With little fanfare, the Bankruptcy Code received its first major revision in 15 years in February 2020. This new revision – called “Subchapter V” – is primarily designed to make it easier for qualified small businesses with total secured and unsecured debt of up to $2,725,625 to declare bankruptcy, reorganize their affairs, and come out of bankruptcy intact. Now, with the passing of the Coronavirus Aid, Relief, and Economic Security Act (CARES Act), the maximum debt limit is raised to $7,500,000, offering more small businesses and sole proprietors impacted by the pandemic to take advantage of Subchapter V. Although the increased threshold amount under the CARES Act expires in March 2021, the $2,725,625 limit will likely increase over time.
Prior to Subchapter V, bankruptcy reorganizations for small businesses (versus liquidations) were often too expensive, too unwieldy, and too time-consuming. Indeed, one United States Senator observed that bankruptcy has historically been a “feeding trough” for attorneys and other professionals, all to the detriment of the bankrupt company and its creditors. It was no surprise, then, that small businesses had no choice but to liquidate and go out of business because they could not sustain the cashflow needed to navigate several months or years of the bankruptcy process.
Yes, going broke is a very expensive process. However, Subchapter V seeks to change all of this in several ways. First, this method of bankruptcy offers options and access expanding the number of potential small businesses who could take advantage of Subchapter V.
Second, small business debtors would be allowed to continue to operate their businesses as debtors in-possession, which is important because they will enjoy the benefits of bankruptcy protection (the so-called “breathing spell”) and still be able to operate. They would need to propose a plan of restructuring that would dedicate all of their projected disposable income for a period of between 36 and 60 months. After completing its repayment obligations, the business would receive a discharge of all unpaid unsecured debt and obtain its “fresh start.”
Third, unlike traditional bankruptcy reorganizations, there is no automatic requirement that a committee of unsecured creditors be appointed. This appointment, while well-intentioned and important in larger cases, can often lead to disputes and litigation that drive the costs of bankruptcy up, especially since debtors generally have to pay for the fees associated with an unsecured creditors committee. This administrative expense would most often crush a small business into submission, so Subchapter V works to free small businesses from that yoke.
Fourth, Subchapter V is more welcoming in allowing the bankrupt company’s attorney to remain on as its attorney throughout the bankruptcy process provided that certain requirements are met. One of the most unfortunate aspects of traditional bankruptcy is that the same lawyer who was helping a debtor navigate their troubles pre-bankruptcy was often disqualified from assisting their client in bankruptcy because that lawyer was usually owed money by the debtor, thus creating a conflict of interest. Subchapter V smartly allows debtors to be represented by their existing attorneys, in most cases.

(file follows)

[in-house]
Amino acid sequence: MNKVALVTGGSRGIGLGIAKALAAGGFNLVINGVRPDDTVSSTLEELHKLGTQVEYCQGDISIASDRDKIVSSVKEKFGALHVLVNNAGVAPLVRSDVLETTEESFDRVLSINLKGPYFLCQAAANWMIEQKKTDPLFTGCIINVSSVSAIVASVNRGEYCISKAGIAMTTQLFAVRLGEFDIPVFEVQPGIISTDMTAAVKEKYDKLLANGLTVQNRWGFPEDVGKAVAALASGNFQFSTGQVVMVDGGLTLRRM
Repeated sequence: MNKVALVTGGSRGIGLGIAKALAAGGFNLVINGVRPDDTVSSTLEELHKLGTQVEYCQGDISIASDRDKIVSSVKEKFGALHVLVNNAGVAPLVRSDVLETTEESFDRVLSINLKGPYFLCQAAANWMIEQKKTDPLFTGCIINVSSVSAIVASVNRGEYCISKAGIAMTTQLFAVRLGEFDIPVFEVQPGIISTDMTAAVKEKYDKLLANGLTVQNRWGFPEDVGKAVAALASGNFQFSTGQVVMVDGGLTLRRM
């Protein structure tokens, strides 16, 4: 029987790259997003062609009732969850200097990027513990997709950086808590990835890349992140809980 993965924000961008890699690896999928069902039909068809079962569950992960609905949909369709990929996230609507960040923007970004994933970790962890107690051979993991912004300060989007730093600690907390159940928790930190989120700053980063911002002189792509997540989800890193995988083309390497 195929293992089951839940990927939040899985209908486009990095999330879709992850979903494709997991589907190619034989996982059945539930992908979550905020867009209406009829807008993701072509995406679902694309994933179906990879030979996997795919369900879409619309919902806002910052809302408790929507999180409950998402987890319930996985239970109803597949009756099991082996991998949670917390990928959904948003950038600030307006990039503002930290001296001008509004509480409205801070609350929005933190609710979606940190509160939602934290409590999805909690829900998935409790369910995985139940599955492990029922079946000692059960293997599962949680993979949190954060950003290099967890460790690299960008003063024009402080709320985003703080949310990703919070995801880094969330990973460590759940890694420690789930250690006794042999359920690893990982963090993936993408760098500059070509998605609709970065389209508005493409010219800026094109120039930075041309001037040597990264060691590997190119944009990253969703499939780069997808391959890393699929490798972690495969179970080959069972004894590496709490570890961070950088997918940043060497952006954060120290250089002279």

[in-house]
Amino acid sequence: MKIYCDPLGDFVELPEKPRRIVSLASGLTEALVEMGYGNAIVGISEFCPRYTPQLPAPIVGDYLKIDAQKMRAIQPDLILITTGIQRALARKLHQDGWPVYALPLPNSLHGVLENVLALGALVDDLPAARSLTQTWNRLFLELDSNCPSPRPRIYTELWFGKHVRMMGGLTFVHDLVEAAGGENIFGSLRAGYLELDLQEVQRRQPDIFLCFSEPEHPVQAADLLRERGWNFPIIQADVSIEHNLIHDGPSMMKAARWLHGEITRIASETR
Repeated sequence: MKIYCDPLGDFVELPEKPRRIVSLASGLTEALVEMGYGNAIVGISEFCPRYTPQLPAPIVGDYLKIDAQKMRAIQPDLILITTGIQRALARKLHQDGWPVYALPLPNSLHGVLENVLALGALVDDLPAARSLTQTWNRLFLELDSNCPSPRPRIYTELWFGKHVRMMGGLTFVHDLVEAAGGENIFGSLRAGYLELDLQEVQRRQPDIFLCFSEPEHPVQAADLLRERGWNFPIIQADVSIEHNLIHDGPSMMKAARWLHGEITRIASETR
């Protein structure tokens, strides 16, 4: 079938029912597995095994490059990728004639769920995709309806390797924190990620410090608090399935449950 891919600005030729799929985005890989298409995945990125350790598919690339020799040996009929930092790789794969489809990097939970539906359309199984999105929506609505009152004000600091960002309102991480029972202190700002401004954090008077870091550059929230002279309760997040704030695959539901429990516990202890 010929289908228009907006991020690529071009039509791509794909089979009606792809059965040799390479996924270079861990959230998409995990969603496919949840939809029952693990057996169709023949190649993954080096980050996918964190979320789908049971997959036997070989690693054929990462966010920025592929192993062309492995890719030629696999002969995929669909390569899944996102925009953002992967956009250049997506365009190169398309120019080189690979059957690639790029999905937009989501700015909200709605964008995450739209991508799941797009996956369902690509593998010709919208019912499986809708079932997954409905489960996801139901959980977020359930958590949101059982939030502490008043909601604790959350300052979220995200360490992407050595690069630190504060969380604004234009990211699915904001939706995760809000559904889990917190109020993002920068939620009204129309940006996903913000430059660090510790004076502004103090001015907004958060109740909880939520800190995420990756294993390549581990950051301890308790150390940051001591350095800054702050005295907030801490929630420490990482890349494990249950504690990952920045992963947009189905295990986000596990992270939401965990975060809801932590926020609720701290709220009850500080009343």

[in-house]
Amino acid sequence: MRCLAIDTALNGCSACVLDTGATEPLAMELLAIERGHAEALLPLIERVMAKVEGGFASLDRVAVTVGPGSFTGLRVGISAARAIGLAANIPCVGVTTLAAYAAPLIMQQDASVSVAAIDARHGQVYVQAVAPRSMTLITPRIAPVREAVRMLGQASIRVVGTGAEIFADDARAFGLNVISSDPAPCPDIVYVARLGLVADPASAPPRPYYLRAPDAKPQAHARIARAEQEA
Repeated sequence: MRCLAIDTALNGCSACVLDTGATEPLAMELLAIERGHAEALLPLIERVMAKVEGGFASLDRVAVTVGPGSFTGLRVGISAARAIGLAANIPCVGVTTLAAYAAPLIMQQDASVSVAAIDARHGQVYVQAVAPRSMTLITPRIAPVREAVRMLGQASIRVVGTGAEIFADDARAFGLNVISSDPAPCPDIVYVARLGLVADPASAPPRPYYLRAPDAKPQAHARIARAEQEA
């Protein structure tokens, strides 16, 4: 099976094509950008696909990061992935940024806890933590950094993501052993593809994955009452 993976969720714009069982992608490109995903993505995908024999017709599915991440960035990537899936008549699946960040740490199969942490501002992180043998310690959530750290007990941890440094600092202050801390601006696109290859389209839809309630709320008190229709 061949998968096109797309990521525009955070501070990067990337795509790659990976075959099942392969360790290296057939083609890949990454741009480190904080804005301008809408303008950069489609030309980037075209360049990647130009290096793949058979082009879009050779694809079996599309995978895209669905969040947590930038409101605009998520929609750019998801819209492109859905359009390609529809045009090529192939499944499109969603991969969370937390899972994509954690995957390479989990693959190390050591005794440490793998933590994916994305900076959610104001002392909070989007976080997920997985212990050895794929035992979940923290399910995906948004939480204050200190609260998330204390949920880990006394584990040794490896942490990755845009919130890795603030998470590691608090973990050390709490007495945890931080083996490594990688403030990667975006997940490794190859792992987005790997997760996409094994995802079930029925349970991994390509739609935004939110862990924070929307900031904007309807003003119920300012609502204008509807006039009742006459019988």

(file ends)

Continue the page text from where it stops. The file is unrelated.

Finally, Subchapter V promotes tighter and faster deadlines to bring a debtor through the bankruptcy process. All of this is designed to keep attorneys’ fees and professional fees at a minimum so that a small business debtor can get back on its feet as soon as possible. Although it is too early to tell how widespread or successful Subchapter V reorganizations will be, the pandemic and economic fallout will likely result in many more bankruptcy filings than were anticipated when the change was enacted. This new tool will undoubtedly be an important consideration for small businesses when they face financial struggles.
If you would like further information, please contact PLDO Partner Brian J. Lamoureux at 401-824-5155 or email@example.com. Attorney Lamoureux is a member of the firm’s Litigation, Labor and Employment, and Corporate teams. He also assists clients with creditor/debtor relationships and is qualified to serve as a Receiver by the Rhode Island Superior Court.
Disclaimer: This blog post is for informational purposes only. This blog is not legal advice and you should not use or rely on it as such. By reading this blog or our website, no attorney-client relationship is created. We do not provide legal advice to anyone except clients of the firm who have formally engaged us in writing to do so. This blog post may be considered attorney advertising in certain jurisdictions. The jurisdictions in which we practice license lawyers in the general practice of law, but do not license or certify any lawyer as an expert or specialist in any field of practice.